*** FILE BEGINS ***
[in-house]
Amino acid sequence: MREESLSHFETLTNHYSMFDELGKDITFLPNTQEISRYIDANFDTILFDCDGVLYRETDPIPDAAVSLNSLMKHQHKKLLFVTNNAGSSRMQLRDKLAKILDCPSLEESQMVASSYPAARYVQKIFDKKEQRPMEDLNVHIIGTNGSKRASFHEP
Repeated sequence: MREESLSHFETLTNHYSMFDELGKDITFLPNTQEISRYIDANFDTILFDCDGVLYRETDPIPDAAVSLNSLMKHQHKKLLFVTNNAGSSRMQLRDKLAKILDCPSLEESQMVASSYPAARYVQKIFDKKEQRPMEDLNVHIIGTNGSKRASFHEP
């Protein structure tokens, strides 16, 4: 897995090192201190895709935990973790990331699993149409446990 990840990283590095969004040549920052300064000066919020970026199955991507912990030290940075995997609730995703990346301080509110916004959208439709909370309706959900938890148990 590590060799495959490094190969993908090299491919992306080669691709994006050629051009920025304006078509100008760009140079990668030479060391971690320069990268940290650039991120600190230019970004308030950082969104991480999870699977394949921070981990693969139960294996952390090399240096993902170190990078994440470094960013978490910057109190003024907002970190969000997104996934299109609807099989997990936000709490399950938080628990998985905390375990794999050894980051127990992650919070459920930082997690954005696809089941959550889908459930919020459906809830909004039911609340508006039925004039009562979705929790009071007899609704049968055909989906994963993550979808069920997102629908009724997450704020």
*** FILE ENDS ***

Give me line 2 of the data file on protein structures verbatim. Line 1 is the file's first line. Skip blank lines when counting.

Amino acid sequence: MREESLSHFETLTNHYSMFDELGKDITFLPNTQEISRYIDANFDTILFDCDGVLYRETDPIPDAAVSLNSLMKHQHKKLLFVTNNAGSSRMQLRDKLAKILDCPSLEESQMVASSYPAARYVQKIFDKKEQRPMEDLNVHIIGTNGSKRASFHEP